According to Mike Gecan, there are two basic freedoms that need to be fought for and preserved if democracy is to continue to function: freedom from and freedom for. But in order to do so, we must learn how to organize.
In this Spanish translation of the summary of the key elements from Gregory Pierce’s book The World As It Should Be: Living Authentically in the Here-and-Now Kingdom of God, readers are given an accessible and affordable introduction to creating the kingdom of God in the world as we experience it.
Especially when the words are social justice, one of the most misunderstood, maligned, and difficult terms in the lexicon of both religious and secular life. In this little booklet, Bill Droel tries to put some flesh on the bones of what we actually mean by social justice and how and when we actually exercise it. He distinguishes social justice from charity, as well as from distributive justice and commutative justice.
This is a book encouraging reflection about public life and ideals; the gap between the world "as it is" and "as it should be"; self-interest vs. self-sacrifice and other polarities; and how to create actions that not only receive momentary press attention but that are effective.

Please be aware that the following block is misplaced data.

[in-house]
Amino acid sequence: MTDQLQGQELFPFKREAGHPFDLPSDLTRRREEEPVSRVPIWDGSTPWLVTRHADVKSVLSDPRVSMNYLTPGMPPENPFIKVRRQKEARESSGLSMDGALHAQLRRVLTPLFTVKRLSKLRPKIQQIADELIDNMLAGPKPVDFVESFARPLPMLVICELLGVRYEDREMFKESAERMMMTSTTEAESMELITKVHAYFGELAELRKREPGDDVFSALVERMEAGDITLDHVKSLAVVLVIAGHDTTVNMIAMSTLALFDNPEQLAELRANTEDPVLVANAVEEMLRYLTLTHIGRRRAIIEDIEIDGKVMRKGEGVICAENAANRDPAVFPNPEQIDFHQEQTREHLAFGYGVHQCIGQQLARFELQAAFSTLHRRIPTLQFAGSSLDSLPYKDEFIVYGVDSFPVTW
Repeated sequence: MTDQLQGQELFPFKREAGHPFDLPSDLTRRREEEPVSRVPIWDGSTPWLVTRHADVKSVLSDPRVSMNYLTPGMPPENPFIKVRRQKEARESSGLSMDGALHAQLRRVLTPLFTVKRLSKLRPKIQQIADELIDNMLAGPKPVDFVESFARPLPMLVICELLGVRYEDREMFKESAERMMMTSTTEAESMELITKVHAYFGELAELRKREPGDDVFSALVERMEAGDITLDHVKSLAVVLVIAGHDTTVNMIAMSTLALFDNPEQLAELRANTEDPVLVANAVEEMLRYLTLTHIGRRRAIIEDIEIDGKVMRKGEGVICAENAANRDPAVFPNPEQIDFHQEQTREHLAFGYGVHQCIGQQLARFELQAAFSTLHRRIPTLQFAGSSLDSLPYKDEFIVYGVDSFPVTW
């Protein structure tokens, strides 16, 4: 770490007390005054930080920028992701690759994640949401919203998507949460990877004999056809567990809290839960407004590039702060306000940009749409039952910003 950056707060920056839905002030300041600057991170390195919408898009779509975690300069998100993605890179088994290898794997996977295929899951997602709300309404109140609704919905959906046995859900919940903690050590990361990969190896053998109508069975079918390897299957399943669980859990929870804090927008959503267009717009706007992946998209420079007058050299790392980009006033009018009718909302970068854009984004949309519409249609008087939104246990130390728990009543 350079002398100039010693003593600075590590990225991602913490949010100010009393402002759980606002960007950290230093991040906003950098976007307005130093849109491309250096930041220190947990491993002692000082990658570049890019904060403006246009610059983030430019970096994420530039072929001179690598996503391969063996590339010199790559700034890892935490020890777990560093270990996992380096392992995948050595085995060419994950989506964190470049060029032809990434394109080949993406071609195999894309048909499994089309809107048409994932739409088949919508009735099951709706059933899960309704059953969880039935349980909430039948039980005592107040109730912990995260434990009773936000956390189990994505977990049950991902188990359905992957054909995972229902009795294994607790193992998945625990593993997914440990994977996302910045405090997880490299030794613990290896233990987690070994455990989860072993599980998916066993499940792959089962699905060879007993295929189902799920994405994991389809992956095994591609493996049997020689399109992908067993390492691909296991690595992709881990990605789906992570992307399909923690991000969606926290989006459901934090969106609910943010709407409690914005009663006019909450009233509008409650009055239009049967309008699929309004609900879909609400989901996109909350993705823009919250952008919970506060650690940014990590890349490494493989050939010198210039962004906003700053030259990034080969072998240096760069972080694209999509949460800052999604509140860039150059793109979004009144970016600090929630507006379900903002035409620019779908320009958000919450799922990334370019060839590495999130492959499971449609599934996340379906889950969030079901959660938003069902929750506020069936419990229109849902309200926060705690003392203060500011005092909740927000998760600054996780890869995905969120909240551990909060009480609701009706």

Michael Gecan, a professional organizer with Industrial Areas Foundation for over 25 years, knows from experience that strong relationships in the public sphere and sustained, disciplined organizing can spark the public and private alchemy necessary to achieve sidewalks, parks, schools, housing--and the collective renewal that follows.
In this booklet, Ed Chambers mulls about the need for human beings to develop their "Public life."
"This book is about how we rebuild those institutions of our society so that we can rebuild our democratic culture and use it to change the way we are doing things in this country and around the world," says Ernesto Cortes, Jr., the co-executive director of the Industrial Areas Foundation and a passionate spokesperson for social justice and the common good.
Rev. Jeff Krehbiel offers reflections on four passages from the Christian Scriptures and how they relate to the experience of community organizing.
In this important book, Patrick Collins gives a first-hand account of the federal investigation and trial that landed former Governor George Ryan in prison and demonstrated the cost and tragic consequences of Illinois' "culture of corruption."
Stephen Smith is a voice from and for the next generation of fighters for social justice, giving his young adult colleagues an introduction to grassroots organizing.
In this booklet, Ed Chambers mulls about the building of relationships in public life that allow us to share our values, passions and interests with one another — what he calls "mixing human spirit."
If citizens' organizations can be effective and powerful, welcoming and relational, why aren't some of the religious institutions that make them up always that way? The answer is they can be.